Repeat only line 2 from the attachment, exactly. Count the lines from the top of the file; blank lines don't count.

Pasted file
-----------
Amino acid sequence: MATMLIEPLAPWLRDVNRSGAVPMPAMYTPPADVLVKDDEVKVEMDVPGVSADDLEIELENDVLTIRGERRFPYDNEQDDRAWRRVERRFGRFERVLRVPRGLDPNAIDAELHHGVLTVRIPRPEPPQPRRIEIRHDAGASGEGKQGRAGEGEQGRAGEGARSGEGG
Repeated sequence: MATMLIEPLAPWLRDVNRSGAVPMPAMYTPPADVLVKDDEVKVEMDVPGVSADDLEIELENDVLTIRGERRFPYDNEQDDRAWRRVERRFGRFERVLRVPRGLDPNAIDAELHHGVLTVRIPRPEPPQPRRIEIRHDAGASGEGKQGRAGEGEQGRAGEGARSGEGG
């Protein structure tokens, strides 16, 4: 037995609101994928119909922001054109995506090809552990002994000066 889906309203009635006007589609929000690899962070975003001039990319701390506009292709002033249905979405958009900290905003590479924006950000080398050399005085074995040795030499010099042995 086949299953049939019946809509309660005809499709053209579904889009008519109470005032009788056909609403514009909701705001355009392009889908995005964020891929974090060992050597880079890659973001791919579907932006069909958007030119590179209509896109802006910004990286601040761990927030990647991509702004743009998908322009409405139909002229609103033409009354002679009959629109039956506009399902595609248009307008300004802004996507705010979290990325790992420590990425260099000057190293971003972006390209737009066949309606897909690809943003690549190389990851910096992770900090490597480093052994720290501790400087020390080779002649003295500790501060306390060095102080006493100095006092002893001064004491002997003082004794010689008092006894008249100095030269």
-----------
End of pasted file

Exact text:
Repeated sequence: MATMLIEPLAPWLRDVNRSGAVPMPAMYTPPADVLVKDDEVKVEMDVPGVSADDLEIELENDVLTIRGERRFPYDNEQDDRAWRRVERRFGRFERVLRVPRGLDPNAIDAELHHGVLTVRIPRPEPPQPRRIEIRHDAGASGEGKQGRAGEGEQGRAGEGARSGEGG